The New Testament Environment

Written by Eduard Lohse Reviewed By Edwin Yamauchi

Eduard Lohse, bishop of the Evangelical Lutheran Church of Hanover and former professor of New Testament in Kiel and Göttingen, has provided an excellent if compact introduction to the background of the New Testament. We are indebted to John E. Steely for translating the revised German edition of 1974.

Lohse’s work is divided into two sections of three chapters each, dealing with ‘Judaism’ and ‘The Hellenistic-Roman Environment’ with two-thirds of the coverage devoted to the former. Appended is a brief bibliography of five pages, indexes of names, subjects, and NT passages, two maps and a chronological chart.

The historical surveys are succinct but the description of the various Jewish groups is fuller, with helpful citations of passages from rabbinic texts. The exposition of the synagogue services, social relations, and beliefs, e.g. about the Sabbath, should prove most helpful to students of the NT.

There are relatively few errors in the text. Pontius Pilate was installed as procurator in ad 26, not in 36 (p. 203). The Jewish-Roman War lasted until ad 73, not 70 (p. 233). On the whole the author is exceptionally well informed over a broad array of subjects.

Limitations of space force the author often to be so terse as to mislead uninformed readers. There are also some surprising omissions. In his discussion of the Samaritans (pp. 18–21), one finds no reference to the important Samaritan papyri and their implications. See Frank M. Cross, ‘The Discovery of the Samaria Papyri’, The Biblical Archaeologist 26 (1963), pp. 110–120; idem, ‘Aspects of Samaritan and Jewish History in Late Persian and Hellenistic Times’, Harvard Theological Review 59 (1966), pp. 201–211.

Lohse too readily assumes that Mark 6:17–29 erroneously names Philip as Herodias’ first husband (p. 43). See Harold Hoehner, Herod Antipas (London: Cambridge University Press, 1972). His remark that Felix ‘as a freed-man’ ‘climbed his way to this high position’ as governor (p. 47) is misleading. Felix owed his position to his brother Pallas, the imperial freedman who was secretary of the treasury under Claudius.

There is a detailed discussion of the Essenes and Qumran. The cemetery, however, is mentioned in passing (p. 91) without referring to the fact that women and children were buried there—a point which raises questions about the usual identification of the Qumran sect with the Essenes. Synagogues are discussed (pp. 158ff.) without any reference to the early synagogue at Masada or the famous synagogue at Capernaum.

As the author offers no documentation, he does not justify the positions which he takes on controversial issues or indicate that there are alternative views. He assumes as axiomatic a Maccabean dating for Daniel (pp. 23–27, 66–67). For more conservative dates, see D. J. Wiseman, et al., Notes on Some Problems in the Book of Daniel (London: Tyndale Press, 1965); Edwin M. Yamauchi, Greece and Babylon (Grand Rapids: Baker Book House, 1967). He repeats the common assertion of Iranian influence upon Judaism (pp 63, 106) without acknowledging the speculative basis of such a judgment. See J. Neusner, ‘Jews and Judaism under Iranian Rule’, History of Religions 8 (1968), pp. 159–177.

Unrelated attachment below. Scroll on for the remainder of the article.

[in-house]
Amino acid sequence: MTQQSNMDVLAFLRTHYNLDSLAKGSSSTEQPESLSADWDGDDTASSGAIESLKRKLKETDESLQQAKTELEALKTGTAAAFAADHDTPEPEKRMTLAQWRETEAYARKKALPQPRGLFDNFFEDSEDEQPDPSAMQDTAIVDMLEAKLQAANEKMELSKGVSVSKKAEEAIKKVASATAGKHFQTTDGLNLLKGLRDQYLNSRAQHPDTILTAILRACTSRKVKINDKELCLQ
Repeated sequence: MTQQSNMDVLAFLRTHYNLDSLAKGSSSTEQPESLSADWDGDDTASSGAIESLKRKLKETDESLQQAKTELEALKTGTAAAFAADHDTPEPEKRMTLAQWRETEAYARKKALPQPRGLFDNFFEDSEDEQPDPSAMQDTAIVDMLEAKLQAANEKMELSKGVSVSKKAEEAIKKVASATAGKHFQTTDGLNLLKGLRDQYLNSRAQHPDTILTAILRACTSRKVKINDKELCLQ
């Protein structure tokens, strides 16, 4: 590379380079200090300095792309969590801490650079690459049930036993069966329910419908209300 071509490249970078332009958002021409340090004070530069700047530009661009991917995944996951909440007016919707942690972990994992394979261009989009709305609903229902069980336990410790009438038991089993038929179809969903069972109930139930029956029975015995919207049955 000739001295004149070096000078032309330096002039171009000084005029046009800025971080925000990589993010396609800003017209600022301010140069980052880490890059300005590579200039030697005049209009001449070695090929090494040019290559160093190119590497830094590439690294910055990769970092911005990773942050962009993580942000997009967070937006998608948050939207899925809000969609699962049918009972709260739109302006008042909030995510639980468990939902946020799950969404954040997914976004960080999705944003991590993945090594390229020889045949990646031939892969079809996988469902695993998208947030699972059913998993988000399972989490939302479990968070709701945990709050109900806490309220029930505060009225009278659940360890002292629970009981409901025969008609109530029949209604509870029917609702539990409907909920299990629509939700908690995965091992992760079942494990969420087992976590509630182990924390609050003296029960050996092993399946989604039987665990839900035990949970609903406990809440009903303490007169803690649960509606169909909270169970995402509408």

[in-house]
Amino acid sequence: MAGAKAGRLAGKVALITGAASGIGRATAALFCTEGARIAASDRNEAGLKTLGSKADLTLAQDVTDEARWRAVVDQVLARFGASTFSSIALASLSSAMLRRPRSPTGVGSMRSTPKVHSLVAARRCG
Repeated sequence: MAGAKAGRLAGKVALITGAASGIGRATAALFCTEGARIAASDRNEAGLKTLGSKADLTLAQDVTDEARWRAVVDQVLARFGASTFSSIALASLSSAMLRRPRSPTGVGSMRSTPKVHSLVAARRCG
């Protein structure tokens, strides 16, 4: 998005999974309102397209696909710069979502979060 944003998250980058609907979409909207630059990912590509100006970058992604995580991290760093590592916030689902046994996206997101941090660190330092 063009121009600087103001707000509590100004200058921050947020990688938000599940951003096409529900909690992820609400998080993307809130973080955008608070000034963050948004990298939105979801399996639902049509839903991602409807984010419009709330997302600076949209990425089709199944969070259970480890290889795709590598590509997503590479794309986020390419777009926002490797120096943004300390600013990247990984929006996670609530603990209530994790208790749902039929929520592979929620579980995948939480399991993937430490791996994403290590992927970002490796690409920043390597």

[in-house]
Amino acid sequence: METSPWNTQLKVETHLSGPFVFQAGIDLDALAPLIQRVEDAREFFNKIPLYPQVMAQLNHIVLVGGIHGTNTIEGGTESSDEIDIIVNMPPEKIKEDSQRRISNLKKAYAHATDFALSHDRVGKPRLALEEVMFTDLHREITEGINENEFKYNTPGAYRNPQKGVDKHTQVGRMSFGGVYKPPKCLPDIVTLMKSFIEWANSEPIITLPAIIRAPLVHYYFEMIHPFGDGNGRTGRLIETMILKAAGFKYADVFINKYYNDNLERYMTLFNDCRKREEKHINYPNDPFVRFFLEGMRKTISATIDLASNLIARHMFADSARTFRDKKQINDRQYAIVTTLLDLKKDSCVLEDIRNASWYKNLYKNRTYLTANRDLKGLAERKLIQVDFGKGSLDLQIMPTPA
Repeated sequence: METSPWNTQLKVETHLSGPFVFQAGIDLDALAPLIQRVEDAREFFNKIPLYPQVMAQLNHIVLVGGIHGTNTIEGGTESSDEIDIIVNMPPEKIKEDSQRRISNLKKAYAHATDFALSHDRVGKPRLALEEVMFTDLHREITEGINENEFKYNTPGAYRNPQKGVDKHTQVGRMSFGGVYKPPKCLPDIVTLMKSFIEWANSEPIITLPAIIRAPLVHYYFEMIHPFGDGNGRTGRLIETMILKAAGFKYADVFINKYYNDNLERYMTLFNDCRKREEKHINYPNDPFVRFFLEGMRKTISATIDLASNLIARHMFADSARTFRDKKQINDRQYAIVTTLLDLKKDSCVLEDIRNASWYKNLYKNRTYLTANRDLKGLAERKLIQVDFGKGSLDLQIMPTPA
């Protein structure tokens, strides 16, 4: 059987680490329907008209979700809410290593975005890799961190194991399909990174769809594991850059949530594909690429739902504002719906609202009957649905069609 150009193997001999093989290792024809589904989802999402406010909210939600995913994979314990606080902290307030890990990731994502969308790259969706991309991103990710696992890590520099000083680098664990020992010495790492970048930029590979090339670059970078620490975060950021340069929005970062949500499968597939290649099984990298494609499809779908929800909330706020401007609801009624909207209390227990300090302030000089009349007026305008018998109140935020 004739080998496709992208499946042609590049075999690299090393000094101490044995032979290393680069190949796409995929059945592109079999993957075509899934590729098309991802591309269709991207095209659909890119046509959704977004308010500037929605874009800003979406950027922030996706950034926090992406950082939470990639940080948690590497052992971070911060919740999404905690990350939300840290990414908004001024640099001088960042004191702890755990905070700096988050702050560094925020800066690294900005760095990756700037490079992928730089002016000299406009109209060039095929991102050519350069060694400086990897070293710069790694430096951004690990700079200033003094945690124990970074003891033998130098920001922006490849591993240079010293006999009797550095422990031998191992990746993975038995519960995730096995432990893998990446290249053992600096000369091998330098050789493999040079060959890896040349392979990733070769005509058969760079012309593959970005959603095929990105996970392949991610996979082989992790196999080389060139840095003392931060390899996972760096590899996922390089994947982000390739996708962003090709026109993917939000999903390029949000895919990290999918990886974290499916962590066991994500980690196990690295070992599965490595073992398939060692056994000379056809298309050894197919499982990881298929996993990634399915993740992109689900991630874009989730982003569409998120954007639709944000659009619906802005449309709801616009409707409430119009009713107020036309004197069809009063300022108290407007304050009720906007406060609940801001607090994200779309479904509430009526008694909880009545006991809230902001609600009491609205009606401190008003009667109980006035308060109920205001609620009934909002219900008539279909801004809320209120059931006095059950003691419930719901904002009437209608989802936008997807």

Lohse writes (p. 144), ‘It is true that Christians who later handed down the writings of Josephus also inserted references to Jesus Christ in some other passages, but these statements can easily be recognized as such.’ Most scholars agree that there were Christian interpolations in Antiquities 18, pp. 63–64, but even Jewish scholars admit that there must have been a reference to Jesus originally. See Paul Winter, ‘Josephus on Jesus’, Journal of Historical Studies 1 (1968), pp. 289–302; Shlomo Pines, An Arabic Version of the Testimonium Flavianum and Its Implications (Jerusalem: The Israel Academy of Sciences and Humanities, 1971).

The statement that ‘Only in the fifth century ad did these so-called Targums … begin to be written down’ is inexplicable in the light of the targums on Leviticus and on Job from Qurman. Some note might have been made of the important Neofiti Targum on the Pentateuch discovered by A. Diez Macho in 1956.

The author’s lengthy discussion of gnosticism (pp. 253–277) is vitiated by his uncritical assumption of the Bultmannian position that such documents as the Odes of Solomon, the Hermetica, and the Hymn of the Pearl can be used as evidences for a pre-Christian gnosticism. See Edwin M. Yamauchi, Pre-Christian Gnosticism(London: Tyndale Press, 1973). His discussion of the Mandean evidence is more circumspect (pp. 270–271) but is still misleading. See Edwin M. Yamauchi, Gnostic Ethics and Mandaean Origins (Cambridge, Mass.: Harvard University Press, 1970).

The brief bibliography has some notable lacunae even for a short list. One would wish to add: M. Avi-Yonah, The Holy Land (Grand Rapids: Baker Book House, 1966); J. Doresse, The Secret Books of the Egyptian Gnostics (New York: Viking Press, 1960); R. M. Grant, Gnosticism and Early Christianity 2 (New York: Harper and Row, 1966); S. Safrai and M. Stern, eds., The Jewish People in the First m Century(Philadelphia: Fortress Press, 1974); Emil Schürer, The History of the Jewish People in the Age of Jesus Christ, ed. G. Vermes and F. Millar (Edinburgh: T. and T. Clark, 1973); Y. Yadin, Bar-Kokhba (New York: Random House, 1971).


Edwin Yamauchi

Miami University, Oxford, Ohio